- The impact of UAE corporate tax will be felt in the majority of local businesses.
- Tax preparedness requires a well-considered implementation plan which should be proactively designed by companies based on already published information and best practice principles to identify categories of tax incidences that go beyond tax. basic requirement for filing a tax return.
- In particular, the corporate structures of Free Zone and Mainland entities should be immediately reviewed, so that appropriate planning can be conducted and tax optimization and/or mitigation strategies implemented.
Pending the publication of details of the new UAE tax legislation, some action can be taken immediately, based on the information provided to date by the Ministry of Finance and the Federal Revenue Authority. The guidance provided and assumptions regarding the broad application of corporation tax, in accordance with generally accepted principles, will help prepare businesses for the effective date of the new rules.
A fit-for-purpose legal structure is mandatory for any business, however, the suitability of any legal structure may change over time also taking into account changes in applicable laws and regulations. Accordingly, we strongly recommend the review of the legal structure before the enactment of the corporate tax law.
We already know that the UAE intends to honor free zone company tax exemptions and exemptions and therefore now is the time for a legal and strategic review of business operations.
If you have any doubts or questions about any of the following issues, immediate action can be taken to prepare and optimize or mitigate certain risks that may arise.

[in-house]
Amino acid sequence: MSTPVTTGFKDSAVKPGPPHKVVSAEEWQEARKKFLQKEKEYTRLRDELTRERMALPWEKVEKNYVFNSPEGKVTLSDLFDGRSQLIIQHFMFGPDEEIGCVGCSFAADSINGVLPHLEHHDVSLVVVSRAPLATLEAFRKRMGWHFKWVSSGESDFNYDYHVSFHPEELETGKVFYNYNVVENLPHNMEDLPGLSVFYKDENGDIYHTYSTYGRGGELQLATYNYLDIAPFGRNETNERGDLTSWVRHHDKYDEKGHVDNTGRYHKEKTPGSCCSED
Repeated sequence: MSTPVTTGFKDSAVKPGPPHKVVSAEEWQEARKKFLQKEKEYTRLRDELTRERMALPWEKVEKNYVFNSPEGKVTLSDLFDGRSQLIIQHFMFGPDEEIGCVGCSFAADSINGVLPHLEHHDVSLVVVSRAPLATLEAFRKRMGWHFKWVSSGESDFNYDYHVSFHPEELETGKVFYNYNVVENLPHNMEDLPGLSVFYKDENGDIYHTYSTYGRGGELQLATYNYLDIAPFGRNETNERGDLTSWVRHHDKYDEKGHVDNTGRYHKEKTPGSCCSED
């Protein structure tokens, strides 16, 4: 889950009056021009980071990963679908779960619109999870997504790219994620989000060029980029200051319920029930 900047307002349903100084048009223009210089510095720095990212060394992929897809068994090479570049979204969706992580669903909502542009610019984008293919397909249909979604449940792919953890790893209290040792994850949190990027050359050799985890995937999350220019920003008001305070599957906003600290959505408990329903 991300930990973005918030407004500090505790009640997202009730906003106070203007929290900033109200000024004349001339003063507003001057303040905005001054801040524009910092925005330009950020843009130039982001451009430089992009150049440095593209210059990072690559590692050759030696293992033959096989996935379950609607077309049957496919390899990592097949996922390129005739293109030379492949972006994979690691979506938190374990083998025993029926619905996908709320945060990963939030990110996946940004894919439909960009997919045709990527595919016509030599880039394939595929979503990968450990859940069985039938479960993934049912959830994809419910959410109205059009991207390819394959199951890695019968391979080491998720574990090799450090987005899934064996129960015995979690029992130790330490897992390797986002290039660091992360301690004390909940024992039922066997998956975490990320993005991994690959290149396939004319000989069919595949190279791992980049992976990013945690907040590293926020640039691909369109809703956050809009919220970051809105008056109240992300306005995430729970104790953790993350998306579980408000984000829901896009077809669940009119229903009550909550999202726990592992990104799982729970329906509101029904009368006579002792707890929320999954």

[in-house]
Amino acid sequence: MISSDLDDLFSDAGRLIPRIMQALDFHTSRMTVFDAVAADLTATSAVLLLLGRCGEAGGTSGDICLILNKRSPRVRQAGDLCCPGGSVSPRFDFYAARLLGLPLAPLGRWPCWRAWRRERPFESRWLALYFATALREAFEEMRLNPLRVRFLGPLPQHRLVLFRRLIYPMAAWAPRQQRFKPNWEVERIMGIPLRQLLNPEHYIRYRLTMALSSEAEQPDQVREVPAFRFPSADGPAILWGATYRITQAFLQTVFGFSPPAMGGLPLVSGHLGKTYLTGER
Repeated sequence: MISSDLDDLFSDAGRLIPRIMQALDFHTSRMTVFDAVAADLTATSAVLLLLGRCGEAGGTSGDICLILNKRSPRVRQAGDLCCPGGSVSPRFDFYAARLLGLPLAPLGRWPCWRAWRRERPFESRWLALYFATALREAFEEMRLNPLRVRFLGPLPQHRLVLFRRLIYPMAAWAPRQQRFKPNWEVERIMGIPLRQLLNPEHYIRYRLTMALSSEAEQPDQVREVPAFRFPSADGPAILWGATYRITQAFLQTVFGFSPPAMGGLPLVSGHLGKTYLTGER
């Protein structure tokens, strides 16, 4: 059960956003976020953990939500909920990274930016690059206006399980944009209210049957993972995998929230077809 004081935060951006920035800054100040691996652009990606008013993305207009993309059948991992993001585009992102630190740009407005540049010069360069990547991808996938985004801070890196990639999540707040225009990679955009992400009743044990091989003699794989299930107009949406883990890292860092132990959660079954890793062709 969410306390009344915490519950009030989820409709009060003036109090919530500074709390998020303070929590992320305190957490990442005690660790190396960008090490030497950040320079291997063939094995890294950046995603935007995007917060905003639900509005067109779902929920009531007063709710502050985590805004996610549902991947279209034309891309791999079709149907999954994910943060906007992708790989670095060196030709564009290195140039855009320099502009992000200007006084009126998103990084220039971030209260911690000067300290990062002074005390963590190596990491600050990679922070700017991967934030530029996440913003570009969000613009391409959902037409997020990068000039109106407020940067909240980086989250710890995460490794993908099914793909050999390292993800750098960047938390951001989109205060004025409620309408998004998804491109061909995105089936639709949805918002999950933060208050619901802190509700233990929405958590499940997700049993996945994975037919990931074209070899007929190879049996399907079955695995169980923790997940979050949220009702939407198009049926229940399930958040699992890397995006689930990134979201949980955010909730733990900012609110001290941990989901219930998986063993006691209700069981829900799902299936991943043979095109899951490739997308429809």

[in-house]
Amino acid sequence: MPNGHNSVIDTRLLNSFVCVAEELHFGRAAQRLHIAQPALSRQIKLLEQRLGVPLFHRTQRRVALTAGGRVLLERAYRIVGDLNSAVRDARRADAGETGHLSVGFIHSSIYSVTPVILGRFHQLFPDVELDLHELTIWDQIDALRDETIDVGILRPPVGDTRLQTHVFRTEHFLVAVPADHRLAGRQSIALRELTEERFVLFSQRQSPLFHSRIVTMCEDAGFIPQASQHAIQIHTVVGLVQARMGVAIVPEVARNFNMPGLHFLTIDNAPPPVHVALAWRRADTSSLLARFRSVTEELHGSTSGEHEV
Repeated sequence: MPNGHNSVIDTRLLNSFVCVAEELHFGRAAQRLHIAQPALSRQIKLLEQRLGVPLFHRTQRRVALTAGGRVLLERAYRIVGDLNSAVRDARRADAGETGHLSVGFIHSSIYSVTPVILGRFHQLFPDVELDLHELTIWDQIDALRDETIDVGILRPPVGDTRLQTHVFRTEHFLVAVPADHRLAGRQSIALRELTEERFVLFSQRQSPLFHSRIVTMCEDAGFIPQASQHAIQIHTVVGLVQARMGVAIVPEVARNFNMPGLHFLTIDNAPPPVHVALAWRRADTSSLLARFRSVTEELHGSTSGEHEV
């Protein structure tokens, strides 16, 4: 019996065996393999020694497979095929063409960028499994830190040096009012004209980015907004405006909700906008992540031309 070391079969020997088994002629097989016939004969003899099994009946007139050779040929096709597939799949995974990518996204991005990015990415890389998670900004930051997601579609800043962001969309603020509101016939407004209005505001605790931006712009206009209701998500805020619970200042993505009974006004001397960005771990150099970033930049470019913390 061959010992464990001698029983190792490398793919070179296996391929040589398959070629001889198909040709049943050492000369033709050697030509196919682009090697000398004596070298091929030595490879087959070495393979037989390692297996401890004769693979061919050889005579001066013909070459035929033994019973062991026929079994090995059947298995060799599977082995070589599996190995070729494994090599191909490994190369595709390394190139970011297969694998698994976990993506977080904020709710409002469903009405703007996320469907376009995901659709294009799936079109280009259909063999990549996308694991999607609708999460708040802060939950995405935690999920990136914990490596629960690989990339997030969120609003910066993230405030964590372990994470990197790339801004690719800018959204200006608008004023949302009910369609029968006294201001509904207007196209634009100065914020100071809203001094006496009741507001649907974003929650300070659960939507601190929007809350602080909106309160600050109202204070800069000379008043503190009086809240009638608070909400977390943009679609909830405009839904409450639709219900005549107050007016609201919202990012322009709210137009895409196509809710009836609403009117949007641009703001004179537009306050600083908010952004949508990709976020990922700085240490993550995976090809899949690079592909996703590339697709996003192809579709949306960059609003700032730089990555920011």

Are you currently operating in a free zone? Do you know how the rules and regulations of your particular free zone work? Are your operations limited to international/offshore or free zone transactions based in the UAE? Do you or do you plan to do business with the United Arab Emirates? Do you operate a tax “group” or do you have related party relationships? Do you meet your other regulatory requirements? Will you be able to maintain your tax exemption in the free zone? If not, could you divest yourself of some of your mainland business to gain tax exemption from the free zone?
Free zone/continental structuring
The UAE Corporate Tax Public Consultation Paper provided guidance on Free Zone entities and income. For example, it is clear that a “free zone person” includes companies and branches that are registered in a free zone.
Eligibility for continued access to the 0% corporate tax rate will require free zone revenues to be intact. That is, income must only be received from foreign jurisdictions or from the same or other free zones within the UAE.
There are some exceptions to this requirement.
Free zone persons will also maintain a 0% corporate tax rate if mainland income is limited to passive income (interest, dividends, royalties and capital gains from ownership of the mainland UAE entity).
In addition, transactions between Free Zone Persons and their respective UAE-based group entities will benefit from the 0% corporate tax rate. However, to maintain tax neutrality and fairness, payments made by mainland UAE entities to the Free Zone Person will not be tax deductible.
Similarly, a free zone person with a mainland UAE branch will only be taxed on income originating from the mainland while continuing to maintain a 0% corporate tax rate on its free zone/offshore income.
Businesses must maintain legal and regulatory compliance in order to be eligible for free zone corporate tax exemptions. For example, companies must only conduct activities authorized by the business license and maintain the filing of correct disclosures of economic substance.
Essentially, this means that with the proper business structure, it should be possible for a free zone company to maintain tax-exempt status. However, depending on the complexity of business operations, this may require planning and we recommend this begins immediately.
Once the income year relevant for corporation tax begins (i.e. the first accounting year beginning on or after June 1, 2023), it may be too late to restructure as the income of the free zone could already be tainted. Additionally, an individual or free zone group that operates a mainland UAE entity will need to review not only the legal structure of the business, but also the legal agreements that support transactions between those entities.